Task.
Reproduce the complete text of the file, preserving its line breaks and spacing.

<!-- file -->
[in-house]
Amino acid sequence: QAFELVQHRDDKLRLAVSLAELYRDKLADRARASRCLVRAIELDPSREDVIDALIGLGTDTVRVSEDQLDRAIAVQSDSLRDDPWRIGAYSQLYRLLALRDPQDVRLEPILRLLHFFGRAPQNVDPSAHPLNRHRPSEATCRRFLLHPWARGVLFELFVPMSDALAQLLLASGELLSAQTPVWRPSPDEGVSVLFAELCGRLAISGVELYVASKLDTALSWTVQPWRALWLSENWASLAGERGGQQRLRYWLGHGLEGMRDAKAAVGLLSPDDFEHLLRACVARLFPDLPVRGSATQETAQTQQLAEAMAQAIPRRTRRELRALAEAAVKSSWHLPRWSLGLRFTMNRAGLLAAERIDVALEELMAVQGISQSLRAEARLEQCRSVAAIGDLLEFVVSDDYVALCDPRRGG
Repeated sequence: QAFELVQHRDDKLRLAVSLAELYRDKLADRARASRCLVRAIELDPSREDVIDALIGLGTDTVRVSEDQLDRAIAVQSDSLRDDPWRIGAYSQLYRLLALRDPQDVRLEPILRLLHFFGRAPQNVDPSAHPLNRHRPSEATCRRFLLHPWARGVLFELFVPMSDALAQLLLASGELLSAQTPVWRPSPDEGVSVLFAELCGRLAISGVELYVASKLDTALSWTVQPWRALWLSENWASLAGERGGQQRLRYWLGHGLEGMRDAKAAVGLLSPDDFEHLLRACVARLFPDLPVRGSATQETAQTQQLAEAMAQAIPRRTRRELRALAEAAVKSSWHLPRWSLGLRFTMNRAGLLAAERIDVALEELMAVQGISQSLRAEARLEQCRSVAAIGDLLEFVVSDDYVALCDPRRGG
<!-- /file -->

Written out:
[in-house]
Amino acid sequence: QAFELVQHRDDKLRLAVSLAELYRDKLADRARASRCLVRAIELDPSREDVIDALIGLGTDTVRVSEDQLDRAIAVQSDSLRDDPWRIGAYSQLYRLLALRDPQDVRLEPILRLLHFFGRAPQNVDPSAHPLNRHRPSEATCRRFLLHPWARGVLFELFVPMSDALAQLLLASGELLSAQTPVWRPSPDEGVSVLFAELCGRLAISGVELYVASKLDTALSWTVQPWRALWLSENWASLAGERGGQQRLRYWLGHGLEGMRDAKAAVGLLSPDDFEHLLRACVARLFPDLPVRGSATQETAQTQQLAEAMAQAIPRRTRRELRALAEAAVKSSWHLPRWSLGLRFTMNRAGLLAAERIDVALEELMAVQGISQSLRAEARLEQCRSVAAIGDLLEFVVSDDYVALCDPRRGG
Repeated sequence: QAFELVQHRDDKLRLAVSLAELYRDKLADRARASRCLVRAIELDPSREDVIDALIGLGTDTVRVSEDQLDRAIAVQSDSLRDDPWRIGAYSQLYRLLALRDPQDVRLEPILRLLHFFGRAPQNVDPSAHPLNRHRPSEATCRRFLLHPWARGVLFELFVPMSDALAQLLLASGELLSAQTPVWRPSPDEGVSVLFAELCGRLAISGVELYVASKLDTALSWTVQPWRALWLSENWASLAGERGGQQRLRYWLGHGLEGMRDAKAAVGLLSPDDFEHLLRACVARLFPDLPVRGSATQETAQTQQLAEAMAQAIPRRTRRELRALAEAAVKSSWHLPRWSLGLRFTMNRAGLLAAERIDVALEELMAVQGISQSLRAEARLEQCRSVAAIGDLLEFVVSDDYVALCDPRRGG